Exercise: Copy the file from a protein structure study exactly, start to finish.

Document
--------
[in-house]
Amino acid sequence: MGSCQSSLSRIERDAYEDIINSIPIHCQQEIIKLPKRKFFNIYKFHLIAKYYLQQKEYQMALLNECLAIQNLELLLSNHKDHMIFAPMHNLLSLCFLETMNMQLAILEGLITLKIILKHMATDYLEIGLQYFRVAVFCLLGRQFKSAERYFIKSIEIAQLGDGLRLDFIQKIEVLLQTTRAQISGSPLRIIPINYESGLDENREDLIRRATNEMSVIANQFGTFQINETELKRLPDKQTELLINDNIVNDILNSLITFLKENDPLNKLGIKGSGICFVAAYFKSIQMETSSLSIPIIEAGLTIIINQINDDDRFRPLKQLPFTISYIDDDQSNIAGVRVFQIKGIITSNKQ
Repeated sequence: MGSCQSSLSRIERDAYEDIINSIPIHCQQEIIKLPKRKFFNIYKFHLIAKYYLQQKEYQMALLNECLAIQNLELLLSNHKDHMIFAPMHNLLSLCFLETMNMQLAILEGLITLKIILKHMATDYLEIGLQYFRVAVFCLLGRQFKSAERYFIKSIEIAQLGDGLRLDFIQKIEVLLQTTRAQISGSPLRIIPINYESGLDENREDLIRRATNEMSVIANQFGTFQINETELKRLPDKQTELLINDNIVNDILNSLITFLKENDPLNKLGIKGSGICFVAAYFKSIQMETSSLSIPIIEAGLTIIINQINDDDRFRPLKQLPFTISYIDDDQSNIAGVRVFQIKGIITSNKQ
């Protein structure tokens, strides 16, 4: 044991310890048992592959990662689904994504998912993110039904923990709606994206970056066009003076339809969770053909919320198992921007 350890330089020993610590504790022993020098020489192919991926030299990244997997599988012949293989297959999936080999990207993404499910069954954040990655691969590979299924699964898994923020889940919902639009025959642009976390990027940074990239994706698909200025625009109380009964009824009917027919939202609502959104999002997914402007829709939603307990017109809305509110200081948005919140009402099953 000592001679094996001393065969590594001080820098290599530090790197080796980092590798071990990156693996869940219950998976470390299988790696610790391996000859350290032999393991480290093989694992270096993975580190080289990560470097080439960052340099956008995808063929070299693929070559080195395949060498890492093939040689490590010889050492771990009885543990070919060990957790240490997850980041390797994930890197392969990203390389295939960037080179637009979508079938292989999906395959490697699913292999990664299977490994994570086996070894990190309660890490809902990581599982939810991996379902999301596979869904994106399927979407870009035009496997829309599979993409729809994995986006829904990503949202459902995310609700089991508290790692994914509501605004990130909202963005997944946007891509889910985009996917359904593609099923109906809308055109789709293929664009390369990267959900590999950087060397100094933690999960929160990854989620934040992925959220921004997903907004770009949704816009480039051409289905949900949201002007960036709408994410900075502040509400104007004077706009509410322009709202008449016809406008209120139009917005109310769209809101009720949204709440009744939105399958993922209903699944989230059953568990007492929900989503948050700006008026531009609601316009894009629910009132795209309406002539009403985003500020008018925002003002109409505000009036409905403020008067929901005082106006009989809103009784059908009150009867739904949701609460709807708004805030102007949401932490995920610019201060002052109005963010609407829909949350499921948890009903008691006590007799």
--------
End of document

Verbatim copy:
[in-house]
Amino acid sequence: MGSCQSSLSRIERDAYEDIINSIPIHCQQEIIKLPKRKFFNIYKFHLIAKYYLQQKEYQMALLNECLAIQNLELLLSNHKDHMIFAPMHNLLSLCFLETMNMQLAILEGLITLKIILKHMATDYLEIGLQYFRVAVFCLLGRQFKSAERYFIKSIEIAQLGDGLRLDFIQKIEVLLQTTRAQISGSPLRIIPINYESGLDENREDLIRRATNEMSVIANQFGTFQINETELKRLPDKQTELLINDNIVNDILNSLITFLKENDPLNKLGIKGSGICFVAAYFKSIQMETSSLSIPIIEAGLTIIINQINDDDRFRPLKQLPFTISYIDDDQSNIAGVRVFQIKGIITSNKQ
Repeated sequence: MGSCQSSLSRIERDAYEDIINSIPIHCQQEIIKLPKRKFFNIYKFHLIAKYYLQQKEYQMALLNECLAIQNLELLLSNHKDHMIFAPMHNLLSLCFLETMNMQLAILEGLITLKIILKHMATDYLEIGLQYFRVAVFCLLGRQFKSAERYFIKSIEIAQLGDGLRLDFIQKIEVLLQTTRAQISGSPLRIIPINYESGLDENREDLIRRATNEMSVIANQFGTFQINETELKRLPDKQTELLINDNIVNDILNSLITFLKENDPLNKLGIKGSGICFVAAYFKSIQMETSSLSIPIIEAGLTIIINQINDDDRFRPLKQLPFTISYIDDDQSNIAGVRVFQIKGIITSNKQ
């Protein structure tokens, strides 16, 4: 044991310890048992592959990662689904994504998912993110039904923990709606994206970056066009003076339809969770053909919320198992921007 350890330089020993610590504790022993020098020489192919991926030299990244997997599988012949293989297959999936080999990207993404499910069954954040990655691969590979299924699964898994923020889940919902639009025959642009976390990027940074990239994706698909200025625009109380009964009824009917027919939202609502959104999002997914402007829709939603307990017109809305509110200081948005919140009402099953 000592001679094996001393065969590594001080820098290599530090790197080796980092590798071990990156693996869940219950998976470390299988790696610790391996000859350290032999393991480290093989694992270096993975580190080289990560470097080439960052340099956008995808063929070299693929070559080195395949060498890492093939040689490590010889050492771990009885543990070919060990957790240490997850980041390797994930890197392969990203390389295939960037080179637009979508079938292989999906395959490697699913292999990664299977490994994570086996070894990190309660890490809902990581599982939810991996379902999301596979869904994106399927979407870009035009496997829309599979993409729809994995986006829904990503949202459902995310609700089991508290790692994914509501605004990130909202963005997944946007891509889910985009996917359904593609099923109906809308055109789709293929664009390369990267959900590999950087060397100094933690999960929160990854989620934040992925959220921004997903907004770009949704816009480039051409289905949900949201002007960036709408994410900075502040509400104007004077706009509410322009709202008449016809406008209120139009917005109310769209809101009720949204709440009744939105399958993922209903699944989230059953568990007492929900989503948050700006008026531009609601316009894009629910009132795209309406002539009403985003500020008018925002003002109409505000009036409905403020008067929901005082106006009989809103009784059908009150009867739904949701609460709807708004805030102007949401932490995920610019201060002052109005963010609407829909949350499921948890009903008691006590007799």